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March 16, 2007

Durant shines again as Texas tops NMSU

SPOKANE, Wash. - Kevin Durant had reason to be nervous.

It was his first NCAA tournament game - and possibly his last. At least that's how it looked until Texas took control against New Mexico State, thanks in part to their star freshman.

Durant had 27 points, including 11 of 12 free throws in the second half, and eight rebounds to lead fourth-seeded Texas to a 79-67 victory Friday night in the first round of the East Regional.

"Durant's a pro," said New Mexico State coach Reggie Theus, a former NBA All-Star guard, using the word no one in Texas wants to associate with Durant for at least another wondrous year in Austin.

"And pros know how to adjust. ... I will tell you from my own personal experience that when you're able to draw fouls, you will be a great scorer."

Even with a case of nerves.

Before Durant's seventh consecutive 25-point game, Wanda Pratt, called her son from Suitland, Md. She thought Kevin sounded unusually nervous. Even Texas coach Rick Barnes later he said he noticed his star was "jumpy."

But the 18-year-old freshman looked ever the cool veteran down the stretch.

Durant's long-armed tip-ins, smooth pivot moves, sudden pull-up jumpers and blocked shots had NBA scouts chuckling courtside. Even though he went the first 12 minutes of the second half without a field goal, he was effective from the foul line, finishing 15-of-16 overall.

Texas (25-9) made 25 of 26 of its free throws, with Durant's the only miss.

"Well, we expect him to make them all, you know," Barnes deadpanned.

Durant connected on two from the line after a rebound with 1:10 left to put Texas ahead 75-66 and essentially end the game.

Fellow freshman D.J. Augustin had 19 points and seven assists, and sophomore A.J. Abrams added 16 points for the Longhorns, who start four freshmen and have seven on their 12-man roster.

Elijah Ingram had 16 points for 13th-seeded New Mexico State (25-9), which was making its first NCAA appearance since 1999 but still hasn't advanced past the first round since '93. Hatila Passos added 15 points and eight rebounds.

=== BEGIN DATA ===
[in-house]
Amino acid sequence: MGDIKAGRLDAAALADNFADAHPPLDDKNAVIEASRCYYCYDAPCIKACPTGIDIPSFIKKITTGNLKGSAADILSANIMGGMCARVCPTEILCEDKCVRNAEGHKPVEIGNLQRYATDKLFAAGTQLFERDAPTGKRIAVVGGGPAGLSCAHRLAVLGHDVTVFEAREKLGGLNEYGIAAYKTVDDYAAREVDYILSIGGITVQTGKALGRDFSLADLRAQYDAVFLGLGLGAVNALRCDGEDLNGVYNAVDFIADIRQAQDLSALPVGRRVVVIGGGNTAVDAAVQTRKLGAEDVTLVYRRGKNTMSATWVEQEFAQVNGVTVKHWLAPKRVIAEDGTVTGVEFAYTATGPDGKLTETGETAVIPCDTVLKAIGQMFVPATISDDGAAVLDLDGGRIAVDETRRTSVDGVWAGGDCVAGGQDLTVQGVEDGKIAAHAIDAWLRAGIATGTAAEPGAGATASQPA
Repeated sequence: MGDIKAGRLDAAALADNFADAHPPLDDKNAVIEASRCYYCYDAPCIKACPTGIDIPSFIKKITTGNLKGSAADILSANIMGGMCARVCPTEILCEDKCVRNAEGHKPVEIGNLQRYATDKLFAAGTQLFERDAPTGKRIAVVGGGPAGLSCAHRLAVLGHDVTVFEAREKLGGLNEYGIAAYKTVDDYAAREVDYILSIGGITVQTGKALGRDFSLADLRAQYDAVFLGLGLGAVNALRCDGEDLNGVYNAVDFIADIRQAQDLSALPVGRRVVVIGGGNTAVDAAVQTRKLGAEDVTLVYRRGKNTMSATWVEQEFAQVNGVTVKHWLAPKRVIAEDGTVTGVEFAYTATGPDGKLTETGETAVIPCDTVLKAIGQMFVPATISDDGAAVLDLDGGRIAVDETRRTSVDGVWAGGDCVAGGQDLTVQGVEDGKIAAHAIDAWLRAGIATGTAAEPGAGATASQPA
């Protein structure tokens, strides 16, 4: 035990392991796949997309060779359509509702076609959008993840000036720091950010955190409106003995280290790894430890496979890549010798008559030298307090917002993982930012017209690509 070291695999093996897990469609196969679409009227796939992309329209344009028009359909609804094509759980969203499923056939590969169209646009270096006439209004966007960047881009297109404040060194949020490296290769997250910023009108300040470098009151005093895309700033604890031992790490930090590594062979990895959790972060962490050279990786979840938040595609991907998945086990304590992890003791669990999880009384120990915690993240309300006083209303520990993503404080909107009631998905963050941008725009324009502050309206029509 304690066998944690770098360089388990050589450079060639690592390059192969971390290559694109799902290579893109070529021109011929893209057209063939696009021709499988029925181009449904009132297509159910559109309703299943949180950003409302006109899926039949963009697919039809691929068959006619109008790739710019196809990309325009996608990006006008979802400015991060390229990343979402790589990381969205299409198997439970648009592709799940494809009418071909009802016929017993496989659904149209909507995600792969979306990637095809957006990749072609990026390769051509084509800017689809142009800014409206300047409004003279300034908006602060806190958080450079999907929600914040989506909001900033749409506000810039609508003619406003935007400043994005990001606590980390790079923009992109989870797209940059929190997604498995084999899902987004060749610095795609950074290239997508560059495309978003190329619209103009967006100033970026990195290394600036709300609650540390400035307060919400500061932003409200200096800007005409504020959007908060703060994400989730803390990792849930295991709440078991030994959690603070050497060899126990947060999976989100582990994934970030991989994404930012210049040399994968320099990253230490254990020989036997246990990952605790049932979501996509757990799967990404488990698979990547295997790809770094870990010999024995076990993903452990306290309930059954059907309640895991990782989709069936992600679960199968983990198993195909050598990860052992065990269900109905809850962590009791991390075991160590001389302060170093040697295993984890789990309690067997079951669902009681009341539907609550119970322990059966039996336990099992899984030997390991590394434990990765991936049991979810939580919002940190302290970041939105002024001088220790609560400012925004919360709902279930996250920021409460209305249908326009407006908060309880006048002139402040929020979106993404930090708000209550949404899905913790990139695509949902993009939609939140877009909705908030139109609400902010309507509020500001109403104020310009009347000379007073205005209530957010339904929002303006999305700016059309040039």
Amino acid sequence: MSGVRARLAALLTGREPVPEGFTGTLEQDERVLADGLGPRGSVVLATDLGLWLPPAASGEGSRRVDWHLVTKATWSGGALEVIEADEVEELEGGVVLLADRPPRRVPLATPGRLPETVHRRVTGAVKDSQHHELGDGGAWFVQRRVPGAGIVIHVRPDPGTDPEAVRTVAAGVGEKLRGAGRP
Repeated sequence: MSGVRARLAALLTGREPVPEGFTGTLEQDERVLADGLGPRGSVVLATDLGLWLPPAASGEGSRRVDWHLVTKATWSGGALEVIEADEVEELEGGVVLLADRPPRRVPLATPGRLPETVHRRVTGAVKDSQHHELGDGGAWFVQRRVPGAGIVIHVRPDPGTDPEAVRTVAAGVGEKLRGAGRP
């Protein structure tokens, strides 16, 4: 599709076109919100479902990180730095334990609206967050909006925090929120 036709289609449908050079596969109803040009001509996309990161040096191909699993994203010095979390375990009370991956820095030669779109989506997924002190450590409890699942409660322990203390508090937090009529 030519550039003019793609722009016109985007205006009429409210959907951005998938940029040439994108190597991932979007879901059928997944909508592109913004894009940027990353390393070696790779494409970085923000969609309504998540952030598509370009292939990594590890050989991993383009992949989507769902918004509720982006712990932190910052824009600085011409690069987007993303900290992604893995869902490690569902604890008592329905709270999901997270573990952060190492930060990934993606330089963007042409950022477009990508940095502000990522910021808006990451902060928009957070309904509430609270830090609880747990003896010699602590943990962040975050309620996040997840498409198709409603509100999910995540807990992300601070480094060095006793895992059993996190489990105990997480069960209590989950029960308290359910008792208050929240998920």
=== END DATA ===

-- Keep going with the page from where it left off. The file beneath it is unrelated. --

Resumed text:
The Aggies rallied from 12 down with 16 minutes remaining to take a 58-57 lead with 7:10 left on two free throws by Jonathan Gibson, who had just airballed a wide-open 3.

But then Durant got into a team huddle on the floor, clapped twice and said "Let's go!"

The Longhorns responded with a 12-4 run that featured Durant making six straight free throws and stealing a pass near midcourt.

"Seemed like every time we had a run, there was a foul call," said Justin Hawkins, the Aggies' leading scorer. "And they kept making their free throws."

The game marked the return to the national stage for Theus, who in his first two years in Las Cruces, N.M., transformed the Aggies from a 6-24 disaster behind six transfers. The well-dressed former broadcaster and actor, whom his players jokingly call "Hollywood," lost some of the sideline glamour behind his all-black, subdued pinstripe suit, tie and shirt ensemble 4 minutes into the second half.

He received a key technical foul, after a second offensive foul call against his team in two possessions. During the ensuing timeout, Theus continually asked a referee, "Why don't we just stop playing?" When the official asked the former Chicago Bulls guard to quiet his complaining, Theus kept talking.

Abrams converted both technical free throws and Connor Atchley made his first 3-pointer on the ensuing possession to put Texas ahead 45-33.

But New Mexico state would not go away. Behind Ingram's frantic play, the Aggies went on a 9-0 run to cut it to 53-52 with 9 1/2 minutes left. Durant didn't make his first field goal of the second half until 8 minutes remained. But that one kept Texas up by three.

The Aggies never could get Hawkins fully involved against the defense of Justin Mason. Hawkins didn't score his first basket of the second half until 3:11 remained. He finished with 11 points - six below his average - on just eight shots.

Texas spent most of the first half trailing the Aggies and their inside-outside offense. But Durant changed that.

First, he turned and pivoted past David Fisher for an acrobatic basket that got the Longhorns within two. Then he showed his versatility. He pulled up for a 16-foot jumper over Fisher to tie it. On the defensive end, he blocked a shot by Fisher into a Texas fast break. Abrams ended that with a 3-pointer and the Longhorns led 33-30 at halftime.

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